7. Be Considerate of Others. Encourage kids to be inclusive and polite when playing outdoors. Model and teach good manners, such as sharing the trail with others, and avoid bad behaviours, such as talking on phones while exploring.
  • Rainbow Art

    Making Rainbow Art

    Making rainbow rainy day art is a simple and fun STEAM activity for kids. All you need are some washable markers, watercolor paper or heavyweight card, and the desire to have fun and get creative on a rainy day.

    If you really want to try this activity but don’t have any rain in the forecast, we recommend using a watering can to ‘rain’ on your drawings.

    It is easy to create a light sprinkling of water that can easily transform rainbow drawings into rainbow rainy day art with a small watering can.

    If you choose this method, take your watering can outside with your rainbow art and use it to rain on your drawing. You can create rain art with a watering can in the bathtub, a shower, or a large sink.

    Have your children draw a rainbow invite them to create artwork and doodles using all of the colors of the rainbow in any way they choose.


    Place your rainbow drawing out in the rain and watch what happens. Children love watching the rain create new art!

    Alternatively, you can put rain art outside and set a timer to go back and check it in a few minutes, but don’t leave it out too long in heavy rain or it will all wash away!

    No rain? No problem!! Use a watering can to rain down on your artwork.

    Pick up your rainbow rainy day art and carefully bring it inside to allow to dry. Hold it as flat as possible when you carry it in–watch out it can drip!

    The colors may shift and change depending on how much water is on the paper. Watching the colors move on wet paper is also loads of fun for kids!

  • Ocean Cams

    It’s raining again in Galway, so today’s marine activity is an indoor one! Looking at visitor stats on the website, it looks like you all really liked the animal cams. So here today are some more, but today’s are all marine. These CAMS are all hosted on so if you want to find more of your own, that’s where to go.

    The first camera is in the waters of a small island off the coast of California. This is a kelp forest in the eastern Pacific. Kelps are very large seaweeds and they really help increase biodiversity by providing homes for many small animals.

    The next camera is a ‘shark cam’. This camera is on the other side of the USA, off North Carolina. So this is the other side of the Atlantic to Galway. Lots of people are afraid of sharks, but they are amazing and wonderful animals which have very few impacts on humans. To find out more about sharks, check out the Florida Museum website.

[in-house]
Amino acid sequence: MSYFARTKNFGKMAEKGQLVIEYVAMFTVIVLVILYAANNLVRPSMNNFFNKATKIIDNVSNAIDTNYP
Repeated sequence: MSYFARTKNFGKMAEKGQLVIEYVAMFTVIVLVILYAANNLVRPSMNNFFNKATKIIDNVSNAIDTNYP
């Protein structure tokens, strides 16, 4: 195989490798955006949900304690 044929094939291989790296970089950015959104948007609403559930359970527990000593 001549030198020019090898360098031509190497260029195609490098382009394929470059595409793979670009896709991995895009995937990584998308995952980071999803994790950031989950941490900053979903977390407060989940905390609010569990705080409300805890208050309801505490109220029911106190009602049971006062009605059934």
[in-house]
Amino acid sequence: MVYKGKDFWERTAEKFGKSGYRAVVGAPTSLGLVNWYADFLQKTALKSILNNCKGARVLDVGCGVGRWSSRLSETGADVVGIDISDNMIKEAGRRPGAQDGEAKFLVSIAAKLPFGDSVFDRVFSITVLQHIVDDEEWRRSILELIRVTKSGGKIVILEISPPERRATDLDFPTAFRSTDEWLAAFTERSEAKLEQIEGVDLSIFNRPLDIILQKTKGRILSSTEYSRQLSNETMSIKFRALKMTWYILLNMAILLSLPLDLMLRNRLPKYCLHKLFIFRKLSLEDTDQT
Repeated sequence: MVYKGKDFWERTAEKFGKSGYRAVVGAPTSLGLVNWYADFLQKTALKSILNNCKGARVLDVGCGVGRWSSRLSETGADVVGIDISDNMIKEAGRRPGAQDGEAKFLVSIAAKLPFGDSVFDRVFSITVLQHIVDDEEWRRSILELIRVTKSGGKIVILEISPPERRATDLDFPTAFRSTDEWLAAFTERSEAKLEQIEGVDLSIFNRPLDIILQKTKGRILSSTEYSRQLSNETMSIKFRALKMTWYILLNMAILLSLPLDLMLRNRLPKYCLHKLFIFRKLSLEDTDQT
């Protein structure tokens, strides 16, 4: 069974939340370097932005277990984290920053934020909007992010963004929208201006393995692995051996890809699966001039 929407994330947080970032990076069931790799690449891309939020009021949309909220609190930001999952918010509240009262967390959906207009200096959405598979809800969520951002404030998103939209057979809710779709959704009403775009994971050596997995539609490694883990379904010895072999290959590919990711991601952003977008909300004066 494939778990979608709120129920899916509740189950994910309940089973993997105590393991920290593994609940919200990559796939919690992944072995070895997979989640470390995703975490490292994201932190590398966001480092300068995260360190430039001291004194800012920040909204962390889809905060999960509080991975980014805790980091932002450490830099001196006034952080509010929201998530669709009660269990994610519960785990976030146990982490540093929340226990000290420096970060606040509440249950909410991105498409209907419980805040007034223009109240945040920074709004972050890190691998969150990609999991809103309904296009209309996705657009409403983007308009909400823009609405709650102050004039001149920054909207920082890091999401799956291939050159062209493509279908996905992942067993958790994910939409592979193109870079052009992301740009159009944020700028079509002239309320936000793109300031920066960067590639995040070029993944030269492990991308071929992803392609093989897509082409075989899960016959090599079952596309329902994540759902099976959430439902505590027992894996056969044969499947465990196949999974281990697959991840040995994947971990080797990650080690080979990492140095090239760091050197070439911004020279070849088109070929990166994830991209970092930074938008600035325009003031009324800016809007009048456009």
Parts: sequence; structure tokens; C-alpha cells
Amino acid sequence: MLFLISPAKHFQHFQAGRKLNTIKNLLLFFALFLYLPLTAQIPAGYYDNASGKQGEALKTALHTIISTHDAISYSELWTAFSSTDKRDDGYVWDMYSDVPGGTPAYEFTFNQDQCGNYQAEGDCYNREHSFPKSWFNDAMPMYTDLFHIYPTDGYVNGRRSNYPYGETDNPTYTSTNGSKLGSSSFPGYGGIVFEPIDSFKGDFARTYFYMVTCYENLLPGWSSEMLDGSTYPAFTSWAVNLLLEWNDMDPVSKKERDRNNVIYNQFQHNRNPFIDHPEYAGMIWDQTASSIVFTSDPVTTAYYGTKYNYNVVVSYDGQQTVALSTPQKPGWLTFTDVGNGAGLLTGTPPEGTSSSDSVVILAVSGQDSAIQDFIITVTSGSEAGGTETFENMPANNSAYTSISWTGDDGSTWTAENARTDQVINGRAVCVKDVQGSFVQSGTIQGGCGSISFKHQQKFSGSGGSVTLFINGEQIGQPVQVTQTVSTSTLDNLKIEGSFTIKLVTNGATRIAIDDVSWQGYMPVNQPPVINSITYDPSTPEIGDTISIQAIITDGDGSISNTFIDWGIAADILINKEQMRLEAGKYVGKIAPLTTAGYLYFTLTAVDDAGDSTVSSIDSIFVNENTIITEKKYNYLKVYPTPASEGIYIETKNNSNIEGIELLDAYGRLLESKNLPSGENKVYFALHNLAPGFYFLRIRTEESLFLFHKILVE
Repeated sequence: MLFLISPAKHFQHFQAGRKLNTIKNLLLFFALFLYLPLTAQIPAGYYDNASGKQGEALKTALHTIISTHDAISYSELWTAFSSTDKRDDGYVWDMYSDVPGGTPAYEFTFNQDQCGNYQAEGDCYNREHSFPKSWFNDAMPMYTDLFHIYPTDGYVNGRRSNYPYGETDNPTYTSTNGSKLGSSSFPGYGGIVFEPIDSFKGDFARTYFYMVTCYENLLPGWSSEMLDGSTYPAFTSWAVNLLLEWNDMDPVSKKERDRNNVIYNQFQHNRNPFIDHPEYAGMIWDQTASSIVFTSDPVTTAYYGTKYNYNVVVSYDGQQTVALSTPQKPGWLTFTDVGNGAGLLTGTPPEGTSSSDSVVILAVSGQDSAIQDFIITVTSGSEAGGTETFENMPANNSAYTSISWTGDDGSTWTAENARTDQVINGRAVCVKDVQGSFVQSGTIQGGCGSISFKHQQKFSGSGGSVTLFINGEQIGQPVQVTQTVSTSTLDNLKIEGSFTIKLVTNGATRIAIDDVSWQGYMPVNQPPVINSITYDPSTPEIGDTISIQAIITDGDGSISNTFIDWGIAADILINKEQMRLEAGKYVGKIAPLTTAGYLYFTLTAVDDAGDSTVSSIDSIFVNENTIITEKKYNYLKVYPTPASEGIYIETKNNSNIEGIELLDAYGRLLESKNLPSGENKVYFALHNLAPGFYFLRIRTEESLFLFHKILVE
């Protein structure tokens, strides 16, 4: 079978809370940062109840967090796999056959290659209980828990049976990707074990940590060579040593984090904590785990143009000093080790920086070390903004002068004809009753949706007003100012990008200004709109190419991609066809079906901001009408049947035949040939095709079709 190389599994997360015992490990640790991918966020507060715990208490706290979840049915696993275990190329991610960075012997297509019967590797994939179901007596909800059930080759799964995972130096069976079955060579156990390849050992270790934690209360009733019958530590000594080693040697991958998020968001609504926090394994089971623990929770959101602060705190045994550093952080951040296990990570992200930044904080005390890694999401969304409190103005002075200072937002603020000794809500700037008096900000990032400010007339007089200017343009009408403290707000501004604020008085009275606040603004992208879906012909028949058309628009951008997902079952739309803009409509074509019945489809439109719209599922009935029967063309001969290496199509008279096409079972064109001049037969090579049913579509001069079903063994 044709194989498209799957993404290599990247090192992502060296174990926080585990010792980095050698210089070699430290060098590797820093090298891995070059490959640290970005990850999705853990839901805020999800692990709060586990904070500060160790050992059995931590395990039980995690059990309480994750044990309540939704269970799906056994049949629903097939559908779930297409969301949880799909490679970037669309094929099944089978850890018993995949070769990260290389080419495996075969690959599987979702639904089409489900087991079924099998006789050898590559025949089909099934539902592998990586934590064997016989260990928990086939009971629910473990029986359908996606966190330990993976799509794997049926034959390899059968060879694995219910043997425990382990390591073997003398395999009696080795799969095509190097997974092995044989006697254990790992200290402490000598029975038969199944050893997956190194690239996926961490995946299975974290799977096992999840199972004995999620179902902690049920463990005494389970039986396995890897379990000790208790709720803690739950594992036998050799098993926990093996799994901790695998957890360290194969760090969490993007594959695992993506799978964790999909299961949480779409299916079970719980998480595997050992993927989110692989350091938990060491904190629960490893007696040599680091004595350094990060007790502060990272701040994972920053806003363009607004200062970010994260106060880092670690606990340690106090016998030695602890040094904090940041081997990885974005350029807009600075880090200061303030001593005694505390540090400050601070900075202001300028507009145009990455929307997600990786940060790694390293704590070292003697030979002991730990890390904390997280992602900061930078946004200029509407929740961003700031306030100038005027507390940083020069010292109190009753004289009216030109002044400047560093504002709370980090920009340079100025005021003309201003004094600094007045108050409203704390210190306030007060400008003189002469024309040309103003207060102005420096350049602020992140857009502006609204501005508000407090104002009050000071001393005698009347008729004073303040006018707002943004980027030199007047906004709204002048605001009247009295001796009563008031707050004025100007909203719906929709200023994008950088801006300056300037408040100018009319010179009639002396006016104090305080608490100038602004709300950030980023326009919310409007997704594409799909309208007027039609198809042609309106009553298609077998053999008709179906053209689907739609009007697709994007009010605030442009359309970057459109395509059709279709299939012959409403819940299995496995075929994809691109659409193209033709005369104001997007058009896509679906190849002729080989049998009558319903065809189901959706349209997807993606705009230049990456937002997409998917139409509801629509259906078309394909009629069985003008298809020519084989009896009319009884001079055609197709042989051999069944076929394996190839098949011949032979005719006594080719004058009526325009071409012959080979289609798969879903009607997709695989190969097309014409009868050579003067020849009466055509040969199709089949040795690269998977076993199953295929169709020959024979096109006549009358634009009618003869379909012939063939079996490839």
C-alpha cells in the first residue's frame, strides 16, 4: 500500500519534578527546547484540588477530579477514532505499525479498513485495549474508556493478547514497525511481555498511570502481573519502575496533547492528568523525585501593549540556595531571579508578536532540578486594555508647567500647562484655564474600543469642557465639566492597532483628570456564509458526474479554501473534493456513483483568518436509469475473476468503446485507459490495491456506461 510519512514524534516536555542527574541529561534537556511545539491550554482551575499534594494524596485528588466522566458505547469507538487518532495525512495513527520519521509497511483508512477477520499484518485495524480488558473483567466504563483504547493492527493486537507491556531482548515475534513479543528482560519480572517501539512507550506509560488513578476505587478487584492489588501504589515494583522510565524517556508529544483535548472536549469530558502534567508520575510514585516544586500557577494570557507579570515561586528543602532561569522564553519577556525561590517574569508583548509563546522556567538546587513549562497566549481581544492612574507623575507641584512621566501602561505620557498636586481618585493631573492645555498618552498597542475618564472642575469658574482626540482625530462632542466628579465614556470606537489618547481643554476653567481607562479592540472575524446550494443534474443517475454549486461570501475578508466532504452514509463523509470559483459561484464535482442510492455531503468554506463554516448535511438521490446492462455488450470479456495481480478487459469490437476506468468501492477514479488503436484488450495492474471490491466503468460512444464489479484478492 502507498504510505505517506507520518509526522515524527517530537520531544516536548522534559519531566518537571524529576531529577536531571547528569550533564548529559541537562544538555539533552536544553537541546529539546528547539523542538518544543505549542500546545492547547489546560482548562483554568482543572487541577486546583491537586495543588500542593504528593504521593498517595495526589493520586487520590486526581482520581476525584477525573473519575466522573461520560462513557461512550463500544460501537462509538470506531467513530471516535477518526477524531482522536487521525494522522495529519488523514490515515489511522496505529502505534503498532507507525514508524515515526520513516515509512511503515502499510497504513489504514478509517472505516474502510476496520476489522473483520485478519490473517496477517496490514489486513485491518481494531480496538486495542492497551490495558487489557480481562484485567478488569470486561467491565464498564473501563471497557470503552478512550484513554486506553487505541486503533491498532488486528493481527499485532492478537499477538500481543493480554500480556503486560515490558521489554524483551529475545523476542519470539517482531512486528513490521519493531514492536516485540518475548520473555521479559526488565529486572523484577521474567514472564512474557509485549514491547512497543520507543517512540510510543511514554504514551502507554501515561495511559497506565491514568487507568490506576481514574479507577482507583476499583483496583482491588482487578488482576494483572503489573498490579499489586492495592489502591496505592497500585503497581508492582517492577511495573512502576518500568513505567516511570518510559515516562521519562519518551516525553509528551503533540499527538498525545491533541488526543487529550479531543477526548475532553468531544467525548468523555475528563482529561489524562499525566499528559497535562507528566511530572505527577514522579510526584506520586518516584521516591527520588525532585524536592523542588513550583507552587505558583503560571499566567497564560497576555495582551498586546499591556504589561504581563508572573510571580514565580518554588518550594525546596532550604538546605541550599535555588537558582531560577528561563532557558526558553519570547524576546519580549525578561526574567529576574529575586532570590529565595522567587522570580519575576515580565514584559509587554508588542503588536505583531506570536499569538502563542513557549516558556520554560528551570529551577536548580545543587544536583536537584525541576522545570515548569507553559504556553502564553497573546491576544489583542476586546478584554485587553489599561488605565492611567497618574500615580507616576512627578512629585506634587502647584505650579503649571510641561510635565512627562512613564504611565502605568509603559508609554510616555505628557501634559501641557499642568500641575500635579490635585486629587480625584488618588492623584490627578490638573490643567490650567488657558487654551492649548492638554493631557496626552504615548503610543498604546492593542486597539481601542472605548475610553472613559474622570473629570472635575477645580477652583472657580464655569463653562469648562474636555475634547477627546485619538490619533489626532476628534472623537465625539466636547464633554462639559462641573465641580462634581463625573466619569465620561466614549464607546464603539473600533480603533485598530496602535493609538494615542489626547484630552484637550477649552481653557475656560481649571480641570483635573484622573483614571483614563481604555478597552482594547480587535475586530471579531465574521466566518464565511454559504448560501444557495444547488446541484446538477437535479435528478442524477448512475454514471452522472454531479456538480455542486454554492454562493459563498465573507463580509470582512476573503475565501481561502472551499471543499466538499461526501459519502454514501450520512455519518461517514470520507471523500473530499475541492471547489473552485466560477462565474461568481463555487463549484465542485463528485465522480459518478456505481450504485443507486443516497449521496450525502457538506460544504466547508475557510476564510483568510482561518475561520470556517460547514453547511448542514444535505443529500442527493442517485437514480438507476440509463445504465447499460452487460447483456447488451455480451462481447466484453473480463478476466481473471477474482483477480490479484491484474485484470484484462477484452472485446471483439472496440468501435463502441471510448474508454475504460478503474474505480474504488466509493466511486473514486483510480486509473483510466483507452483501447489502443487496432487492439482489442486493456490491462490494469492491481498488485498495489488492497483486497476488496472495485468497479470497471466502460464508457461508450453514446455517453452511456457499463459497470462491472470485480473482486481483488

And the third camera often has killer whales in its view finder. It’s in the Johnstone Strait in British Columbia off the west coast of Canada. I only watched for a couple of minutes, and yes I did see a killer whale! It’s very unusual for killer whales to come into such shallow water, but there’s some pods in the NE Pacific that do this quite a bit.

    When these cameras aren’t live, they tend to show “highlights” reels. These are great too, but be sure to check back and see if you can see live ocean fun!

  • Find your tree twin

    There’s a special tree in every wood thats just waiting to meet you! All you have to do is find it.

    Today take a walk in your local woods and see if you can find your tree twin. Maybe you can take a photo of you with your tree twin and visit it on a regular basis to watch it change through the seasons. Follow the simple instructions on the Sheet below and remember always to follow the Leave No Trace principles. #respectnature #leavenotrace

  • Underwater Observatories

    Would you like to help the scientists who run Underwater Observatories?  Read today’s downloadable to learn all about ocean observatories and how you can get involved.  The image we used today is a schematic of SmartBay, Ireland’s own underwater observatory off the coast of Spiddal.

    Downloadable: Underwater Observatories

  • Wicklow Mountains National Park

    It certainly looks beautiful, but living in the west, I’ve never actually had a chance to find out. One thing’s for certain though – the nature activities on their website are awesome! I’ve linked to a few of their resources previously (on butterflies and corvids), but they just keep adding new stuff, so now it’s time to check out their website for yourself.

    They have fun worksheets (with puzzles and games) for plants and animals that you’ll find in your garden, some as gaeilge, and lovely posters to help you identify butterflies, bees, birds and trees. Oh, and a video showing every species of butterfly in Ireland in 35 seconds… You know what to do:

    Wicklow Mountains National Park website

  • Ocean Instrument Quiz

    Download: Ocean Instrument Quiz

    Download the quiz, and look at the photos to guess what the ocean instrument does! Today’s quiz will give you a flavour of the instruments we use in marine research.

  • Ocean Eddies

    Today’s downloadable is all about Ocean Eddies. How do they form in our oceans and why are they important?

    Download: Ocean Eddies

    Image: The image above shows the sea surface currents and temperatures of the Gulf Stream heading across the Atlantic towards us from the USA and was produced by researchers at MIT:

  • Learn about Lakes

    Did you know that there are around 12,000 lakes in Ireland?  A European project called MANTEL-ITN  co-ordinated by Professor Eleanor Jennings (Dundalk Institute of Technology) is currently underway looking at management of climate extreme events in lakes.  They have 12 short videos giving fantastic insight into lakes and all of their properties